The National Association of Colleges and Businesses (NACE) recently conducted a poll to determine the most desirable skills that employers seek when hiring new employees. “A candidate’s demonstrated capacity to think critically, speak clearly, and solve complicated problems is more significant than their undergraduate major,” 93 percent of those polled agreed in a 2013 NACE survey. College curricula provide the opportunity for students to build these leadership and interpersonal abilities, and students should take advantage of these possibilities while also training for their chosen job field, regardless of their major.
Employers value “soft talents” for a variety of reasons. They are an essential component of any successful company or organization. Employees must add value to what they provide their employer by being a knowledgeable, proactive member of the team, regardless of the degree they got or the industry they work in, to be an effective, productive part of the team.
The top skills that employers are seeking for are listed below:
1. Leadership: The ability to effectively lead or encourage a team is critical in all sorts of enterprises. Employers are looking for someone who can take charge of initiatives without alienating others. Employees in many jobs will be required to work in groups to finish a significant project. True leaders possess a variety of attributes that you should cultivate while in college, including focus, empathy, self-confidence, decisiveness, and optimism. Even if you don’t have a lot of professional experience, you can improve your skills by participating in group and academic activities.
2. Teamwork: As the global workplace expands, individuals must be willing and able to work well as part of a team, particularly with people who are different from them. To deliver their goods and services, every industry now partners with other organizations around the world, which means that employees must be able to put aside any preconceived preconceptions about individuals of different ethnicities, faiths, and cultures, as well as personalities. Being able to demonstrate that you are a team player—someone who can work well in a group of people with varying personalities to achieve a goal without allowing your ego to get in the way—will go a long way toward getting employed and progressing up the compensation ladder.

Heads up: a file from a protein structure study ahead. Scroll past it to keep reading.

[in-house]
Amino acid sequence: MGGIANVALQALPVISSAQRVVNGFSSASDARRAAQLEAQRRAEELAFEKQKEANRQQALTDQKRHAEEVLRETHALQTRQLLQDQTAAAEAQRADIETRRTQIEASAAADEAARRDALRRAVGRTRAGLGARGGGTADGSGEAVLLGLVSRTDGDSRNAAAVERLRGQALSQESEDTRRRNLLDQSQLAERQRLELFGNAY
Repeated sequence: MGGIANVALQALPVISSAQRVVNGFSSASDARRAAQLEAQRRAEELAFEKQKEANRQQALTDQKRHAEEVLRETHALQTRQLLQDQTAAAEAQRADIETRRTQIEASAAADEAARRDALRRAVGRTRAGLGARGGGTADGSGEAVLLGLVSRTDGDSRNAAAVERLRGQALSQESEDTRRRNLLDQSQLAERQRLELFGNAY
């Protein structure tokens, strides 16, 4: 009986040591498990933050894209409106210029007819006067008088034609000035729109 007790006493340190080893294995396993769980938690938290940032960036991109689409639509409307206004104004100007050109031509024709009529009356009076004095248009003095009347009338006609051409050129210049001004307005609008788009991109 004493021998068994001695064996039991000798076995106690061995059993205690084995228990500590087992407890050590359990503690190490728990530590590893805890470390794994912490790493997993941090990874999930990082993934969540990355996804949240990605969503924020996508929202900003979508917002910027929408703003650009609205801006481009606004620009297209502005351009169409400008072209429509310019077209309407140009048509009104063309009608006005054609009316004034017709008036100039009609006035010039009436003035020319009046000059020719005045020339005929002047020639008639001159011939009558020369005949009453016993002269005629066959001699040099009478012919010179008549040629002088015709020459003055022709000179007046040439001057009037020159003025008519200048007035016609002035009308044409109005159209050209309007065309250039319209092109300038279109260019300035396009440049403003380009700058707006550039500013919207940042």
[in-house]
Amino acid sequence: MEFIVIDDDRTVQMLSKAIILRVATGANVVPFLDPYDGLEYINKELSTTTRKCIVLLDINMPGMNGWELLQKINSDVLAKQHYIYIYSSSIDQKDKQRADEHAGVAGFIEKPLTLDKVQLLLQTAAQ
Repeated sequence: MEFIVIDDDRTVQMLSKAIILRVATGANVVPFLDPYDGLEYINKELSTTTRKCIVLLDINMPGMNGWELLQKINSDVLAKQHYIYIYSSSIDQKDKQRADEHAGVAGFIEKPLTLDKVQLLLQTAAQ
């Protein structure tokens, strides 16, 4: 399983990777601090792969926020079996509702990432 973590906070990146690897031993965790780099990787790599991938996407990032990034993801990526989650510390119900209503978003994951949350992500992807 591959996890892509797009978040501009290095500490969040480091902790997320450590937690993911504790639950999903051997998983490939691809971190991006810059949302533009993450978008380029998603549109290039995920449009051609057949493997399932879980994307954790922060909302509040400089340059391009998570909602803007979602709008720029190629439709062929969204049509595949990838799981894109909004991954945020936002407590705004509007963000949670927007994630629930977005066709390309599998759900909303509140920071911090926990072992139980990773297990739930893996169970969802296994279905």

3. Written and Verbal Communication: Most jobs demand written communication skills. Despite the fact that college students write a lot, businesses still have a hard time identifying job candidates who can express themselves well “on paper.” Solid writing skills set candidates apart regardless of the sorts of writing required in the profession, such as reports, proposals, and even emails. Because much of our contact is done electronically in written form, the ability to write well is even more crucial in our global workplace. The job market will be difficult for those whose writing contains grammar faults, spelling issues, and odd sentences. Make use of the time you have in college to fully develop formal writing skills. In the real world, they will be even more crucial than they are in school.
You may have the gift of gab, but are you able to ensure that your listeners receive the genuine message you want to convey? Many occupations allow you to speak with clients and industry influencers, so it’s critical that you perfect this skill early on. Because so much of our communication is now done through technology, even educated people’s verbal communication abilities have degraded.
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4. Critical Thinking: All personnel, regardless of field, must be able to think through complicated challenges. Employees frequently perceive only their portion of the process, but they must also understand the “wide picture” in order to critically think through challenges and come up with feasible solutions. Unfortunately, college is typically the first time kids are asked to think critically. One of the finest things you can do to improve your future work possibilities is to focus on developing this talent at every opportunity rather than just attempting to get through school to start your career.
5. Problem Solving: Analysing a problem and devising a practical solution is a life skill that every person requires in order to make informed decisions. This holds true in the workplace as well. An individual with well-honed problem-solving skills saves time and money for firms and organizations. As a result, hiring managers are continuously on the hunt for people who can identify problems, develop alternatives, and implement solutions for the organization.
6. Creative Thinking: Analysing an issue and devising a viable solution is a life skill that every person requires in order to make sound judgments. This holds true in the workplace as well. An individual with well-honed problem-solving skills saves time and money for firms and organizations. As a result, hiring managers are continuously on the hunt for people who can identify problems, develop alternatives, and implement solutions for the organization.
7. Knowledge: You will be exposed to a lot of theories during your college years. The theory is critical; it serves as the foundation for a thorough understanding of your field. Employers, on the other hand, require people who can apply what they’ve learned in the classroom to real-world problems. It may be difficult to put what you’ve learned into practice before you finish your degree, but you should take advantage of whatever opportunity you have to do so. Whatever your major, you’ll be expected to apply the theories, tactics, strategies, and formulas you’ve learned to come up with solutions to the challenges you’ll face on the job.
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